Art, Art History and Design, School of


Date of this Version

Spring 4-24-2015

Document Type



Alberda, Alexandra. "Constructing Helen Frankenthaler: Redefining a 'Woman' Artist Since 1960." Master's thesis, Department of Art and Art History, University of Nebraska-Lincoln, 2015.


A THESIS Presented to the Faculty of The Graduate College at the University of Nebraska In Partial Fulfillment of Requirements For the Degree of Master of Arts, Major: Art History, minor: Art (Studio), Under the Supervision of Professor Marissa Vigneault. Lincoln, Nebraska: May, 2015

Copyright 2015 Alexandra Alberda


This thesis addresses how academics, curators, and art writers in the popular press reviewed Helen Frankenthaler during her major retrospectives of 1960 (The Jewish Museum), 1969 (The Whitney Museum of American Art), and 1989 (The Museum of Modern Art). Included is an examination of how she has been written about after her death in 2012, with analysis of the changes in the language used to critique the artist and her work as influenced by the advent of feminist theory, social history, and gender theory. I examine recent exhibitions on Frankenthaler at the Gagosian Gallery, New York City, and the Albright-Knox Art Gallery held between 2013-2015. Frankenthaler's art and its reception provides a case study of a woman artist whose career was established before the feminist movement in the 1970s, and continues to be relevant in the contemporary art world.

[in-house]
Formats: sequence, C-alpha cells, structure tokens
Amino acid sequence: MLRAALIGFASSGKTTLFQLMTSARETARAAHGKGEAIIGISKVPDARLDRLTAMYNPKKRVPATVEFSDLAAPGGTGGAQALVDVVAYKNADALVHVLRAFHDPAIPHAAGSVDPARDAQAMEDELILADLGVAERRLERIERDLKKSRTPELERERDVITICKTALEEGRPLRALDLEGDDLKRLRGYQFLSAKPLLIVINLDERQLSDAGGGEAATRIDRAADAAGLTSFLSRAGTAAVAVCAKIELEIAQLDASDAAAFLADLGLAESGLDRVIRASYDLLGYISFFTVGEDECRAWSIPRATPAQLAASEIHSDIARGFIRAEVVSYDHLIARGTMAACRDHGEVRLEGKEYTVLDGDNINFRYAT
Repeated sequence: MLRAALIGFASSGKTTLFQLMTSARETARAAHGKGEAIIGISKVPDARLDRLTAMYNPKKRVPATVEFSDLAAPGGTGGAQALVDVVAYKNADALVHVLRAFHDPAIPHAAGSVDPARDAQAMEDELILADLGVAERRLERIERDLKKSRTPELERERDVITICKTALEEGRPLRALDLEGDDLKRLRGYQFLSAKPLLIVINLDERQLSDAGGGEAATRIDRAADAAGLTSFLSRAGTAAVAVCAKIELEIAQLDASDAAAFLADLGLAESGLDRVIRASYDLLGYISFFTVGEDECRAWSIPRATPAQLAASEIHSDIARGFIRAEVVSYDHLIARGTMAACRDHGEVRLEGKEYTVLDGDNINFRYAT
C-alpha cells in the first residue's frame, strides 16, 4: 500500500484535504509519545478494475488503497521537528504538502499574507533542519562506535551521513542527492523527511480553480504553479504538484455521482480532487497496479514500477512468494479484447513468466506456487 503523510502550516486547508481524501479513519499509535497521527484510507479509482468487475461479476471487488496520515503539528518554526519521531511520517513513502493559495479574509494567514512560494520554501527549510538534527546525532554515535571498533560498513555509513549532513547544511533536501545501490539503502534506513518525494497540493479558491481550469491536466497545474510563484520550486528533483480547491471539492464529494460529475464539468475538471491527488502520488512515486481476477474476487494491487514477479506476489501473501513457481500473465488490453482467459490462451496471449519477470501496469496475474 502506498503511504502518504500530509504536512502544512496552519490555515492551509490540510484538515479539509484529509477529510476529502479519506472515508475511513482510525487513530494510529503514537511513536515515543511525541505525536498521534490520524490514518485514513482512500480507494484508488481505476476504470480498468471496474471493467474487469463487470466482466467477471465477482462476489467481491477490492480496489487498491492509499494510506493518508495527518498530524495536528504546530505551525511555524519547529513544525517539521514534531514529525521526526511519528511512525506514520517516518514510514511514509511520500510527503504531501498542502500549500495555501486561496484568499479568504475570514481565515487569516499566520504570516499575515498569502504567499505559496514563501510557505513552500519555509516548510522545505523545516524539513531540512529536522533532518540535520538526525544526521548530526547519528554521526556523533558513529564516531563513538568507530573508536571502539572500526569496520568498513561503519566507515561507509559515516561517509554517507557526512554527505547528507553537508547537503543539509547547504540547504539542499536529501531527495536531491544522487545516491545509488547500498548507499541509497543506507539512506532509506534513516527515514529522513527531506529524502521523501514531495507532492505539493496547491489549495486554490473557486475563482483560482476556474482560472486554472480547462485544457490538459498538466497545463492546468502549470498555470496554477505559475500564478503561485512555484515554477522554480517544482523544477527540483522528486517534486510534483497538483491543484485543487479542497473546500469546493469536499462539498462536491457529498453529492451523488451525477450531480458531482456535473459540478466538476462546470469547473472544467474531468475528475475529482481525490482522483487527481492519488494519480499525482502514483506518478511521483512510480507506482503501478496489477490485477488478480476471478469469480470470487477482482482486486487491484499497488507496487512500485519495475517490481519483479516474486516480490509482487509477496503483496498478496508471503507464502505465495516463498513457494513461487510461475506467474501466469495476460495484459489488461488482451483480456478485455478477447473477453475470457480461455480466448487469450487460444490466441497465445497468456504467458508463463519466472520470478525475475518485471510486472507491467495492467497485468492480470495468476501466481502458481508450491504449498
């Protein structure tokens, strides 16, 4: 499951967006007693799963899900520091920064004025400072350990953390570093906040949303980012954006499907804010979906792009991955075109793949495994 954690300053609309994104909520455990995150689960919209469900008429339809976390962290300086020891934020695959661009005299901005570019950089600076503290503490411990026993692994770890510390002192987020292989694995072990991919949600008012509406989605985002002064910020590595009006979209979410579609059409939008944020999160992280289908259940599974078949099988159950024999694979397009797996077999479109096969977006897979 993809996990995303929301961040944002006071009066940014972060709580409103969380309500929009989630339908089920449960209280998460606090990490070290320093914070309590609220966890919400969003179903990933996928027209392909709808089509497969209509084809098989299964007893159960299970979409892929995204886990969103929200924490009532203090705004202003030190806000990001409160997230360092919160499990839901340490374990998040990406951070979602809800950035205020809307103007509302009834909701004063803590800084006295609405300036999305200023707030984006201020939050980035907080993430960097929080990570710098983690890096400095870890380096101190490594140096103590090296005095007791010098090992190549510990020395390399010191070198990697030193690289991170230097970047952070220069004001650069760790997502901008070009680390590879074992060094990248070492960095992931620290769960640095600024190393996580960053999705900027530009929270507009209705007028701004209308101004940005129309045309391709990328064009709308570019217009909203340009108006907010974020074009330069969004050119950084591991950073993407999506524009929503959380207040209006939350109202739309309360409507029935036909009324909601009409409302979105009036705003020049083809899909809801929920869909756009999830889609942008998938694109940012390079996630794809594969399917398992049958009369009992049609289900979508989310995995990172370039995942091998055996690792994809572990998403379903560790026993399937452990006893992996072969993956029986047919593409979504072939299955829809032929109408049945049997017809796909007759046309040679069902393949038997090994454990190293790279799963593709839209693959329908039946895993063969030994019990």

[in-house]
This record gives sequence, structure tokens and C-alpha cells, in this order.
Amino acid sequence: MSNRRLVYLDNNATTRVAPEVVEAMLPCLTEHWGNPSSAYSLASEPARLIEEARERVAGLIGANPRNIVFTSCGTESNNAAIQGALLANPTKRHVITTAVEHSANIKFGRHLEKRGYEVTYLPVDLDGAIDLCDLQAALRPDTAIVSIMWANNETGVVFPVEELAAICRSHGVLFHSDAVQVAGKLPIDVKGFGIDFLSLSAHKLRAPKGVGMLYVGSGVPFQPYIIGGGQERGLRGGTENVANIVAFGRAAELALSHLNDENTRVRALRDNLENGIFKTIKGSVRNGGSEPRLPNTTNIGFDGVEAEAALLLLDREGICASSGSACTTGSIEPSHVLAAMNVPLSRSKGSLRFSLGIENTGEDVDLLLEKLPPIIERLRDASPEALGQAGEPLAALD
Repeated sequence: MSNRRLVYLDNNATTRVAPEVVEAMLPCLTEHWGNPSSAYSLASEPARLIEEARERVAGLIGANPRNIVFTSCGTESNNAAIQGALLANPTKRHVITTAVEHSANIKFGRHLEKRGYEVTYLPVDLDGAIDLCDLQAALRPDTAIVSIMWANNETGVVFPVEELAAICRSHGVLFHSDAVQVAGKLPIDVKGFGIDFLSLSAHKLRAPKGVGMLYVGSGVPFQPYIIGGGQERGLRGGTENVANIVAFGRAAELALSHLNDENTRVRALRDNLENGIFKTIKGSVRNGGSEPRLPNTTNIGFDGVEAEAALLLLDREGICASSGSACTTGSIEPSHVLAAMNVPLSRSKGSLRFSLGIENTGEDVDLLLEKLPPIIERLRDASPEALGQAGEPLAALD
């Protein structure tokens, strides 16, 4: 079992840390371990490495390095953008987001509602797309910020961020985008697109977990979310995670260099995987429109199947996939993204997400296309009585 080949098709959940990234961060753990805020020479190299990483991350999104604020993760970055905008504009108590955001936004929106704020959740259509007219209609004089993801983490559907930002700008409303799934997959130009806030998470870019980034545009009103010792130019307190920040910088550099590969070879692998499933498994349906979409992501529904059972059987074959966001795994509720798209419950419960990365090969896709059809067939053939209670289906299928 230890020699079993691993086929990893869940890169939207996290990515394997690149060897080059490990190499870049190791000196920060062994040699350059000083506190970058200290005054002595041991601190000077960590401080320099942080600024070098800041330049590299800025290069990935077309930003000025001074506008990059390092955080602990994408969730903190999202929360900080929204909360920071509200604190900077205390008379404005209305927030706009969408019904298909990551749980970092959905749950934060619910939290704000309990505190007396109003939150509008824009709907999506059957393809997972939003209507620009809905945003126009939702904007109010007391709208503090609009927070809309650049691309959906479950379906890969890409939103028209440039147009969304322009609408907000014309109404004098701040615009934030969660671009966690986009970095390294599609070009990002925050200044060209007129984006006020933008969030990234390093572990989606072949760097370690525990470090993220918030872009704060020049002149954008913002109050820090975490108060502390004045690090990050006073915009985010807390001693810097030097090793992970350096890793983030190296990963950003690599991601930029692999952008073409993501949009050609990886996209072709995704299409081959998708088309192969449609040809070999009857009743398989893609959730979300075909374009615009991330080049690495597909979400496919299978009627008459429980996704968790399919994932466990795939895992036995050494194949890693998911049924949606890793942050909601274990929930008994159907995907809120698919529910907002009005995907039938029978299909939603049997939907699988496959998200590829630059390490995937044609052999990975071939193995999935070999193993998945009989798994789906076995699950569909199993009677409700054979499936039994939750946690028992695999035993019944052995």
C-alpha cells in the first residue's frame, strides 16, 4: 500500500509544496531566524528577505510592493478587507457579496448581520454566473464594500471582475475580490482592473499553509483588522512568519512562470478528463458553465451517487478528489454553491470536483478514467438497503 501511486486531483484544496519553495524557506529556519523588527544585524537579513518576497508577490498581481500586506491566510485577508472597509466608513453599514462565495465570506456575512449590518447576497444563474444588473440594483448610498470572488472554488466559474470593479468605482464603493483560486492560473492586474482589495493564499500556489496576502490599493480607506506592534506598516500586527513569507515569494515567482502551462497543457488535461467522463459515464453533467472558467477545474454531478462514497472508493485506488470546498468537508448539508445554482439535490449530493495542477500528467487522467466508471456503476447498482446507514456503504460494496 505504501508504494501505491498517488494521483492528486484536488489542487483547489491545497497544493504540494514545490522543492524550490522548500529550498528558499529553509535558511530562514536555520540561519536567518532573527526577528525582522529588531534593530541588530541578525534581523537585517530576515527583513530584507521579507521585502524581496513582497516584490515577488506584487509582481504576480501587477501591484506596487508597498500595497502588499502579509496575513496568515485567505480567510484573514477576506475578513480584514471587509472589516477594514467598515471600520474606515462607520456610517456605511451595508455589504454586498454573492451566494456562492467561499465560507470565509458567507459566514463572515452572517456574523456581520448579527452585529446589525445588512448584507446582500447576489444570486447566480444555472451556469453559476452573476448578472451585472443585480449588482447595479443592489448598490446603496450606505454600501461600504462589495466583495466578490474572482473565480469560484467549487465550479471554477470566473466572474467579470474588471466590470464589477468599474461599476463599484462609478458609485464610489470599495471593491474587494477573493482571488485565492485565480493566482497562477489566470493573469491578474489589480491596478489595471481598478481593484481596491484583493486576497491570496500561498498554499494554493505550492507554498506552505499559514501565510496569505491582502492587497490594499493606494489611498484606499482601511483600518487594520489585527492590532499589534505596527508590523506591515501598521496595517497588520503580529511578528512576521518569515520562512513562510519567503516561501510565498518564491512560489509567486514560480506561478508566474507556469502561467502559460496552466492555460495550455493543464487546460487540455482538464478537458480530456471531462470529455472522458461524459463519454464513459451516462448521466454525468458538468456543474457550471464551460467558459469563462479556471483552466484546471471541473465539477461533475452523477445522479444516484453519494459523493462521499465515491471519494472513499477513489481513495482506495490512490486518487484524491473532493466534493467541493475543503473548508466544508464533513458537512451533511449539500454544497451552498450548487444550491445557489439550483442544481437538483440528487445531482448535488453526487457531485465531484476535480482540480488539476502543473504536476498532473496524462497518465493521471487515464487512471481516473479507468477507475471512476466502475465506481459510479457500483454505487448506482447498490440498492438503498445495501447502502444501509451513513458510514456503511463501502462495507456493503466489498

Analysis of how gendered language is applied to Frankenthaler in the popular press and in catalogue essays reveals a shift in art historical writing after feminist theory began to challenge the biases inherent in patriarchal norms and/or universals. These shifts in language reflect a more self-conscious art historical discourse that is able to reevaluate its own canon in order to be more inclusive of all artists.

Advisor: Marissa Vigneault